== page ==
Pictures are always a good way to identify concerns that need attention or fixing. Even when I am on site I often times don’t notice things until I look at the pictures that evening. I usually take about 300 or so photos during the couple of days that I am there. Nowadays, it costs next to nothing to take digital photos. So I would strongly recommend anyone in a similar situation to snap away, you can always delete later. Photos are also a good way to communicate when there are language barriers. With the current mason I have had almost no issues, unlike the first whose work was always the center of a revisions document in the form of a photo exposé no less than 20 pages.
“Please close possible entry to drop ceiling cavity”
2nd floor rear veranda
Rear verandas and plaster work
I know this looks like a whole lot of concrete…Because it is. But I promise this house will more than make up for its carbon footprint by:
- Outlasting several future generations
- Using photovoltaic (solar) panels for electricity and hot water
- Pumping local well water
- The planting of lush gardens where there is currently just some overgrown brush and a whole lot of sand.
•March 17, 2013 • 2 Comments
So, as there are no recent updates to report from the work site, I figure that this would be a good time to bring you up to speed with another item. Below are pics taken Nov., 2012 at the blacksmith’s of the exterior balcony railing and the interior staircase rail. My intention is to have wood on the hand rest of the interior rails. Not shown, is the spiral rail that will be attached to the exterior staircase at the rear of the house. In addition to black paint there will be some type of finish applied to protect them from the sea air.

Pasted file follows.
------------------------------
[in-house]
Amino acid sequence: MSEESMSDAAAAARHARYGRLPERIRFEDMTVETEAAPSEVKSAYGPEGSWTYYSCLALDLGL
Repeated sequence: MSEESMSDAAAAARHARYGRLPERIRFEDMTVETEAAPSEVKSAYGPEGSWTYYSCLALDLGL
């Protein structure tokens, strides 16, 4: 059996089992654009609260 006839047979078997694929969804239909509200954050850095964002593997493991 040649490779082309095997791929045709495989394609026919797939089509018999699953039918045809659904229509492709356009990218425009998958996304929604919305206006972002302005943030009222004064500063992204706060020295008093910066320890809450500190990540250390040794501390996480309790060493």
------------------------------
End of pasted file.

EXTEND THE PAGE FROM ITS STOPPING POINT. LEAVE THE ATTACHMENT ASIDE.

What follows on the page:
Exterior balcony railing
Interior 2nd floor balcony rail
•March 13, 2013 • Leave a Comment
After spending most of my day trying to figure out how to add Flickr to this site, it is finally done. I have just posted some pictures of the early days, when our site was still in its infancy and the house was just a “gleam in our eyes”. I will gradually be adding photos taken over the years so that you are able to follow the various prep and construction stages to date. So, stay tuned for more pics over the coming days on Flickr. You can find a quick link on the sidebar of any of my pages.
Working on the floorplan back in the day!
•March 7, 2013 • Leave a Comment
After years of checking Google Maps and not seeing our house, the satellite has finally gotten around to our part of the globe again. So we can now be seen at the following location:
•March 5, 2013 • Leave a Comment
We received these photos last night which show advances in the exterior rendering, roofing and more interior ceiling work. It’s starting to shape up and look more like a house now. I can even see the lips around the skylights emerging.
Plasterwork in the Entryway and Foyer
East-facing (Garage Side)
•March 4, 2013 • 1 Comment
Yeah!!! Big-ups to the plumber. I thought this day would never come. My children thought I had completely lost it when I saw the pictures of water coming out of the tap for the first time. I let out an operatic note and fell back on the sofa. So, let’s see… structure “check”, water “check”, crown moulding “check” just 999 more “checks” and we will have ourselves a home.
“Let there be water”
Sun room crown moulding